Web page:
Indoor mask mandates may come to Los Angeles County earlier than expected if COVID-19 hospitalizations continue to rise, according to Los Angeles County Department of Public Health projections.
The factor that would determine an indoor mask mandate’s return is the Centers for Disease Control’s COVID-19 community levels, which are measured by hospital admissions per 100,000 people. Right now, the county has 8.4 admissions per 100,000 people, which is up from last week’s 8.1 per 100,000.
If the county breaches 10 admissions per 100,000 it will move into the CDC’s “high” level, which will most likely trigger an indoor mask mandate if it says in that category for two consecutive weeks.
However, hospitalization data is now being determined differently. According to Barbara Ferrer, director of Public Health, the stark split in hospitalization rates between Orange County and L.A. County has changed the way this data will be reported from now on.
Normally hospitalization data is geographically determined by a CDC’s health service district, which in this region’s case includes Orange County, but since Orange County’s hospitalization rates are considerably higher than L.A. County’s, Public Health has decided to exclude them from future data reports.
“This approach was not initially problematic, as the L.A. County and Orange County metrics were relatively similar,” said Ferrer. “[But], there are currently big enough differences in the hospital metrics that it does make most sense to use the L.A. County-specific hospital data.”
Ferrer said the move makes the most sense as these are the metrics used to gauge stress on the health care system, which in turn is being used to determine if an indoor mask mandate will return. Since the summer months, admission rates between L.A. County and Orange County hospitals began to gradually split, resulting in the considerable difference seen today. Currently Orange County’s hospitalization rates are 13.3 per 100,000.
It is possible that if Public Health did not decide to exclude Orange County’s data, an indoor mask mandate here could have happened much quicker. But, regardless of the move, the acceleration of hospitalizations related to COVID-19 has still moved the projected date of when L.A. County will move into the CDC’s “high” category up to July 14. Last week it was projected to be July 19.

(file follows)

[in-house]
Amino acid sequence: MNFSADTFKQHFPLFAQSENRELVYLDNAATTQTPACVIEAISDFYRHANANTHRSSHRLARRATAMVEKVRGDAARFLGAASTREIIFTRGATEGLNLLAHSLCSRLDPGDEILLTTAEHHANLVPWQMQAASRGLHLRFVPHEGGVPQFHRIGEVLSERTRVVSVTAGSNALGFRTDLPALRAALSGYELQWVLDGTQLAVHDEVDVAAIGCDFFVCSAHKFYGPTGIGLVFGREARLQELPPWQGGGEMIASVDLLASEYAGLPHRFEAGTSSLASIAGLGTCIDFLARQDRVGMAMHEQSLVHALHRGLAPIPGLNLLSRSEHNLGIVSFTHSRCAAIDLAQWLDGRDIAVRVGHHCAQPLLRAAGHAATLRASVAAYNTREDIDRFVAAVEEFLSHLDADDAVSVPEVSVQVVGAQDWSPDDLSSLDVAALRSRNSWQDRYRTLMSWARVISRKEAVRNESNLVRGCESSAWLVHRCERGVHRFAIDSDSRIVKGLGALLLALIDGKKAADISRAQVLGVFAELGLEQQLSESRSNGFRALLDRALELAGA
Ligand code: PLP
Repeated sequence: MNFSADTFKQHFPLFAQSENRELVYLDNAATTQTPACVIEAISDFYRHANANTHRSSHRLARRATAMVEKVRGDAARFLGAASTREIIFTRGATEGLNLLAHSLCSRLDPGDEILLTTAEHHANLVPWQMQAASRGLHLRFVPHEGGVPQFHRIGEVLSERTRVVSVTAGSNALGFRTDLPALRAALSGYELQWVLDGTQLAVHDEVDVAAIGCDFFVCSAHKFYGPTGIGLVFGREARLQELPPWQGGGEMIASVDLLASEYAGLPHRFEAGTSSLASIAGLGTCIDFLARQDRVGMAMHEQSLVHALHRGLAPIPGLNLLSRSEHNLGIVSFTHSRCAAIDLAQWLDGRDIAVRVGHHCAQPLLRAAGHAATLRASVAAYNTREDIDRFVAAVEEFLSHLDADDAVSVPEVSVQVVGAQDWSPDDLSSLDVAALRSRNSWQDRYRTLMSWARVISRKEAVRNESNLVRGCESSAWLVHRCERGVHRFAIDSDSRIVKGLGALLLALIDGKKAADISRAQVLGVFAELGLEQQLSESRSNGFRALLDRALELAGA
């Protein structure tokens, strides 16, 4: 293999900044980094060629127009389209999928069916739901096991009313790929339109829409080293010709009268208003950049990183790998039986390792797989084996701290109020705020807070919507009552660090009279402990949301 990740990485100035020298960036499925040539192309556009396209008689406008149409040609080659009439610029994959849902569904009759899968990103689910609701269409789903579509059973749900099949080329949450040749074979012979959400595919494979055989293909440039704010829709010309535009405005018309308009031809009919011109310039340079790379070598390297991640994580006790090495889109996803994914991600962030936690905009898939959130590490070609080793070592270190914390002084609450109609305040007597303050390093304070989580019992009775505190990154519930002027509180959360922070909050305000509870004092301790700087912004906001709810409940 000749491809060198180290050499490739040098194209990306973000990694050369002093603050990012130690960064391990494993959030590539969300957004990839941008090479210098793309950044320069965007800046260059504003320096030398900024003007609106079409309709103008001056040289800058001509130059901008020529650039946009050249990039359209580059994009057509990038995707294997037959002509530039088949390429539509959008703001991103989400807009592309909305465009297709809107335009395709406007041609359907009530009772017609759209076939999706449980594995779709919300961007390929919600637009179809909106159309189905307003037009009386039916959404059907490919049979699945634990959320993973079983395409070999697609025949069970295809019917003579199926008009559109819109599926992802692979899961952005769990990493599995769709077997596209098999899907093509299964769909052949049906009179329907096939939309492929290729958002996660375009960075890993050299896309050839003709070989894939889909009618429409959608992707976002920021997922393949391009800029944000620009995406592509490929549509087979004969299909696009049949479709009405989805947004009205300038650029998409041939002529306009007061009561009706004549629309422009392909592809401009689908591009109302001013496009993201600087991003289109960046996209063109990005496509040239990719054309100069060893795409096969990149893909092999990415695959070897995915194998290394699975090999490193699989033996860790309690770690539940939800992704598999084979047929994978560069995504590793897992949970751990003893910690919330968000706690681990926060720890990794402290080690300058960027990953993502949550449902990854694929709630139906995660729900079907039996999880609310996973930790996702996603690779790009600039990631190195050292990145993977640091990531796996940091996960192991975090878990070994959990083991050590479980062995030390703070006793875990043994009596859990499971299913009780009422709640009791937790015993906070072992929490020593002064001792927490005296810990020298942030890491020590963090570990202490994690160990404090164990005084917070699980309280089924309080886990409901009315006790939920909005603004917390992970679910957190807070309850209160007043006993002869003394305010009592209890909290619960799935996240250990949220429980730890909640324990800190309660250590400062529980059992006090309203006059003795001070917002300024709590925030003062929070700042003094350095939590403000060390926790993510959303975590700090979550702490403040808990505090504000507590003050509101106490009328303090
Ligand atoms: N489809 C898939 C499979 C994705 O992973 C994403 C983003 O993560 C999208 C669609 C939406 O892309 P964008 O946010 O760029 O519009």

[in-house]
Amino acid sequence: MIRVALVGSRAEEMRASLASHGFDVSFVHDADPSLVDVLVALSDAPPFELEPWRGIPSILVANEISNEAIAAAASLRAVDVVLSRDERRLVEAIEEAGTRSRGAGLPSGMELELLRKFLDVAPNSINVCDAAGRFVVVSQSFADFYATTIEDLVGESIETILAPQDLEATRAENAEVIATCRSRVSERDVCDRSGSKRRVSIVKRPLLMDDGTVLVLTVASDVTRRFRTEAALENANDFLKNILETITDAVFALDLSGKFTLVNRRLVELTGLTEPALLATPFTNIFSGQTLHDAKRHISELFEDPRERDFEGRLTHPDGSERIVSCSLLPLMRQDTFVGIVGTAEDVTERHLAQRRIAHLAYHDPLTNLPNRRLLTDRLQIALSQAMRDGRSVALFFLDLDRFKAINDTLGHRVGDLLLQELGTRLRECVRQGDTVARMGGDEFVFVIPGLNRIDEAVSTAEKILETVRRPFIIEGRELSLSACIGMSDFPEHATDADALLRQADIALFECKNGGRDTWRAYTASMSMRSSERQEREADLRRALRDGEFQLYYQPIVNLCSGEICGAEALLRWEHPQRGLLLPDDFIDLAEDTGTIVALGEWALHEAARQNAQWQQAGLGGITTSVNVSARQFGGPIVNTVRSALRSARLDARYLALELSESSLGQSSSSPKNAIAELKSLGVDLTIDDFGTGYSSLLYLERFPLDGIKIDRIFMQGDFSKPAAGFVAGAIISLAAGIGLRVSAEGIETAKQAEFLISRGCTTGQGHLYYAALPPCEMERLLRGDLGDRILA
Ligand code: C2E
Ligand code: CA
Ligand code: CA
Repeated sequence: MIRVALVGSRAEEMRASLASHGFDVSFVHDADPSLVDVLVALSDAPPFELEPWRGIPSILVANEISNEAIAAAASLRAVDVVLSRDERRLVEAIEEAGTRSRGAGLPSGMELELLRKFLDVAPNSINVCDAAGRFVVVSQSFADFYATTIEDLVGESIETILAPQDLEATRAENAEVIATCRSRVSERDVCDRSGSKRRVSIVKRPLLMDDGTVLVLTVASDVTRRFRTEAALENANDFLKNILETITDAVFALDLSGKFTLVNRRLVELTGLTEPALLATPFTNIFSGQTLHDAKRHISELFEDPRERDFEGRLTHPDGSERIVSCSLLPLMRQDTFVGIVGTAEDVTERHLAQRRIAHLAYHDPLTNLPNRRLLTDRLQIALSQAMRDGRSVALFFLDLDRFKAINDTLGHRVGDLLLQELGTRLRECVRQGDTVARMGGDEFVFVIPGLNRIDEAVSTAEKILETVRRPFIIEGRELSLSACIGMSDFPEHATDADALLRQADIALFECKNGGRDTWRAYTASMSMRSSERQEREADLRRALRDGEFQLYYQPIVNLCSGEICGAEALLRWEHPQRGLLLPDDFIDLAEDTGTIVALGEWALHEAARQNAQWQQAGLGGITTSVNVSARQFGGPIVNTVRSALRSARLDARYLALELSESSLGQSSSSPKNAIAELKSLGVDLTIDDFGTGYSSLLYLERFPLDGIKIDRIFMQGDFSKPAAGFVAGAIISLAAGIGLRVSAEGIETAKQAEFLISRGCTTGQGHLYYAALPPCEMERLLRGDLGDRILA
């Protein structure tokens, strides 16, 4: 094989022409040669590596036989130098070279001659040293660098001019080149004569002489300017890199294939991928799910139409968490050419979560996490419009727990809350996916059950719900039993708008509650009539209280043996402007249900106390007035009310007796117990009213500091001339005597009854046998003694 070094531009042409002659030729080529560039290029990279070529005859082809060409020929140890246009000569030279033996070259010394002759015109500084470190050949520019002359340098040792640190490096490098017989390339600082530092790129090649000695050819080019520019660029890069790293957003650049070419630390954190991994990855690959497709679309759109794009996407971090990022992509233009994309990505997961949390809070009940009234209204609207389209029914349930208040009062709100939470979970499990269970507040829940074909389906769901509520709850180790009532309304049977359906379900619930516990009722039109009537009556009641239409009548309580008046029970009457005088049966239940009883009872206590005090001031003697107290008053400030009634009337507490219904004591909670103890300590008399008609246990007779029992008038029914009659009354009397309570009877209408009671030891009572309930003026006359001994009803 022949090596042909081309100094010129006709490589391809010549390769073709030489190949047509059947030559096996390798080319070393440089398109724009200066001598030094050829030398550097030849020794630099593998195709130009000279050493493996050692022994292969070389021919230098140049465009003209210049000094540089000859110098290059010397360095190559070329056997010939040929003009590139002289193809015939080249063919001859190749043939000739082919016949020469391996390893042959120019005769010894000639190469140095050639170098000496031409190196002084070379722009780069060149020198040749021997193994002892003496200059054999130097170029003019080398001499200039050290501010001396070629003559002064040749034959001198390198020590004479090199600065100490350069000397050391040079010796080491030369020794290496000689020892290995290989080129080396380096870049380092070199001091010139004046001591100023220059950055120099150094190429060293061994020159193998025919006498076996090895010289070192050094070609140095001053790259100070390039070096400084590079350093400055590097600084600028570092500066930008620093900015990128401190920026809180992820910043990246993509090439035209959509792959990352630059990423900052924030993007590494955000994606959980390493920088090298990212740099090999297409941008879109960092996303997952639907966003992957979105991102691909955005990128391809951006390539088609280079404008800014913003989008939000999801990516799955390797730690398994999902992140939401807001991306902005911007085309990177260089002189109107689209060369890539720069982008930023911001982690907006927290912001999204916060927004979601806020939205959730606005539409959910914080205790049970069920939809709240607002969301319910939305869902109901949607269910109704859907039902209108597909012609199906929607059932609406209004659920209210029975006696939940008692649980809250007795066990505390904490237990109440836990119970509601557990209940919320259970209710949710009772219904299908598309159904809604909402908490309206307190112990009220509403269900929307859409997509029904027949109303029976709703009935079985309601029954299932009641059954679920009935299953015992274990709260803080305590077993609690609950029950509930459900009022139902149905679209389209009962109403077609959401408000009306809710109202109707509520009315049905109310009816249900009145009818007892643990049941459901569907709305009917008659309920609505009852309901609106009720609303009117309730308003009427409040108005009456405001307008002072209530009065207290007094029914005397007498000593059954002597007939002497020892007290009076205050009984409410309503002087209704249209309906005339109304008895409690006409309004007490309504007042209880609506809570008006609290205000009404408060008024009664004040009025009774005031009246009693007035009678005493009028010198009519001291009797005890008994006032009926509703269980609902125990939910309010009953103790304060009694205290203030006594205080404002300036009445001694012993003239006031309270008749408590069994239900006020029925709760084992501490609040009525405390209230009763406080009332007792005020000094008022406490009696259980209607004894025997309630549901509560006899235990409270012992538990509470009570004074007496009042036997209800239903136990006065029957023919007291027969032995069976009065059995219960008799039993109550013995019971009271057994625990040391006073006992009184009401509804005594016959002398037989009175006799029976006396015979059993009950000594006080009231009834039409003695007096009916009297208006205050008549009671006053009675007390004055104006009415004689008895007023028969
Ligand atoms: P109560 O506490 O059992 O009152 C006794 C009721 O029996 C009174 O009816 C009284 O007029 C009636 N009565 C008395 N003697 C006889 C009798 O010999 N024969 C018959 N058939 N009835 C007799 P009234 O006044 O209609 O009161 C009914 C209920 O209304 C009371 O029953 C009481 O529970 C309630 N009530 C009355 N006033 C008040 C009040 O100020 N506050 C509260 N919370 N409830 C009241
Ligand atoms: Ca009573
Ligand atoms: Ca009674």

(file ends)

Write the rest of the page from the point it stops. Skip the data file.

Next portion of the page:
“We can’t predict with certainty what the future hospitalization trend will look like,” said Ferrer. “However, it is looking more likely, as cases and admissions have continued to increase, that we’ll enter the high community level designation later this month.”
According to a press statement released Friday, COVID-19 hospitalizations in the county are the highest they’ve been since March and deaths are the highest they’ve been since February.
“I send my deepest sympathies and wishes of peace and comfort to the many families who have lost a loved one from COVID-19,” said Ferrer. “With increasing rates of transmission associated with highly infectious subvariants, that evade some of the previous acquired immunity from vaccines and previous COVID infections, we are all dealing with elevated risk.”
Last week, Public Health announced that the percent of specimen sequences that were being identified as a new variant of concern was 71%. Anything over 20% is considered “high.”
This week, Public Health said it was zeroing in on specific variants for analyzation – BA.4 and BA.5, as these account for 40% of new specimens sequenced. Ferrer reiterated what she felt was the best way to combat the rise in cases.
“To reduce stress on the health care system and prevent the worst outcomes of COVID, we can also get vaccinated and boosted, and help those around us get their vaccinations and boosters,” said Ferrer. “And, for those who do get infected, immediately accessing oral medications if eligible can prevent many from developing severe illness.”